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In Luncheon of the Boating Party, Renoir’s circle of friends sit on the balcony of the riverside restaurant Fournaise, where many boaters, writers, models, and art enthusiasts gathered in the summer. The group looks so homogenous that it’s hard to discern the different classes and occupations, from the proprietor, Alphonse Fournaise, to Gustave Caillebotte, who both wear the straw hats and white shirts attributed to boaters. Caillebotte was not only a well-known painter in his own right but an avid boater as well. Ironically, Renoir creates the tigh-knit and festive atmosphere by giving each member a different line of vision, and as individuals they seem to be absorbed in their own thoughts.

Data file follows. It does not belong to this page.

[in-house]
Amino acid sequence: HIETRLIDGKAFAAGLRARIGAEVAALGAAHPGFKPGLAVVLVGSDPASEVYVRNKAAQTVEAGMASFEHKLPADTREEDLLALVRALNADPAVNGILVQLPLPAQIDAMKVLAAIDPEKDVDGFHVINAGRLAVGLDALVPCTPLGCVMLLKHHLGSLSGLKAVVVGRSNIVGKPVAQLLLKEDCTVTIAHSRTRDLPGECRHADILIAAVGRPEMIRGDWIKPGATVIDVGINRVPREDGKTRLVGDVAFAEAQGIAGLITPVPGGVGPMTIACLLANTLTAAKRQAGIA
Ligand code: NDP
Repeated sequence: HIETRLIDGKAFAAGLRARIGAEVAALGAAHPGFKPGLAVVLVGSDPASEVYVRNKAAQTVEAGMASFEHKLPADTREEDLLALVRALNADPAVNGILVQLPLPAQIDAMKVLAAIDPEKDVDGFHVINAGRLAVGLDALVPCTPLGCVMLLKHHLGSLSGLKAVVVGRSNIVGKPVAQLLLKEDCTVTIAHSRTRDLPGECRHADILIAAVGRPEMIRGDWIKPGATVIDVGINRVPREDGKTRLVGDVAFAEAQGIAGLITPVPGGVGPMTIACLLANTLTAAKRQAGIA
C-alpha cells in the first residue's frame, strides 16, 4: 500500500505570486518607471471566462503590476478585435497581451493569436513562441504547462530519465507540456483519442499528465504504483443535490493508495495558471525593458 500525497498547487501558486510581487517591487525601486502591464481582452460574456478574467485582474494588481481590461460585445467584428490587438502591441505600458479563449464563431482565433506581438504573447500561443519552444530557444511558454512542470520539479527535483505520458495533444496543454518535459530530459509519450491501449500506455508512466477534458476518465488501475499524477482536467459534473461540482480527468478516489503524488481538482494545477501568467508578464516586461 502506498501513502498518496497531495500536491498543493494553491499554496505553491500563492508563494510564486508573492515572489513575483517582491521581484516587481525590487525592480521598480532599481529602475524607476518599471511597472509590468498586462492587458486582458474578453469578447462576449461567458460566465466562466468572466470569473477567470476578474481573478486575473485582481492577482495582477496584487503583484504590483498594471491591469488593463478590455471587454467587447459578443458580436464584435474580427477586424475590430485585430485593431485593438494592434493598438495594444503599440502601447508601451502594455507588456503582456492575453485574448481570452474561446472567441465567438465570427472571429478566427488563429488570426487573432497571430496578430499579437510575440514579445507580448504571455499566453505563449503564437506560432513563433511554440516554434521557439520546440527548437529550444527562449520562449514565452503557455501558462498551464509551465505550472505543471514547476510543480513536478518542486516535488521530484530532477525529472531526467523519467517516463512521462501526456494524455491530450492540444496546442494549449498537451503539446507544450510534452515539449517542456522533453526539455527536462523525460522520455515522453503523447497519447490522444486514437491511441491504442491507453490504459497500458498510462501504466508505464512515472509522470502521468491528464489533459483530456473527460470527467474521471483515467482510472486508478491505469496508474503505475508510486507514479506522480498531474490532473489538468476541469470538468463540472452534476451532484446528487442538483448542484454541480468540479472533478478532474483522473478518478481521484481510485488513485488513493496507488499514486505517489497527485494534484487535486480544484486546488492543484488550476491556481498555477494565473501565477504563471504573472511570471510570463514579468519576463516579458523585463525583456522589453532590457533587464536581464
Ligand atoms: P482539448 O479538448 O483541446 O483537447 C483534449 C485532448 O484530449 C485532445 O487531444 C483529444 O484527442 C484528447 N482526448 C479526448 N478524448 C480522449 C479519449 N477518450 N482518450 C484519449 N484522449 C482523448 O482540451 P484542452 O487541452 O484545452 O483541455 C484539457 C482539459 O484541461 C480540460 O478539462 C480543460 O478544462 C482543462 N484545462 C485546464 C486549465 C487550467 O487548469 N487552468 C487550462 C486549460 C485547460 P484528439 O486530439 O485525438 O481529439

Identification of each member of the party: >>>
Caillebotte presents a different kind of occasion in Luncheon, where his mother and brother René dine in silence, attended by their butler. The Caillebotte family was well-off, but, at this point, had to sort out their finances after the death of Gustave’s father. René was particularly good at reckless spending. Caillebotte always creates an unusual perspective that makes the viewer’s involvement ambiguous, and, here, the plate in the foreground suggests that he himself sits at the table. Callebotte’s paintings seem to grow out of that play in perspective, making it hard to judge whether family tensions are involved in Luncheon. The colors may not be as bright and flashy as Renoir’s, but the dynamics and perspective are no less innovative.
Bazille and Camille is a study for Monet’s Luncheon on the Grass, which was less successful than its provocative counterpart and was left unfinished. The study, on the other hand, could be a painting on its own, as Monet’s brushwork and composition bears none of the stiffness that characterizes his intended product.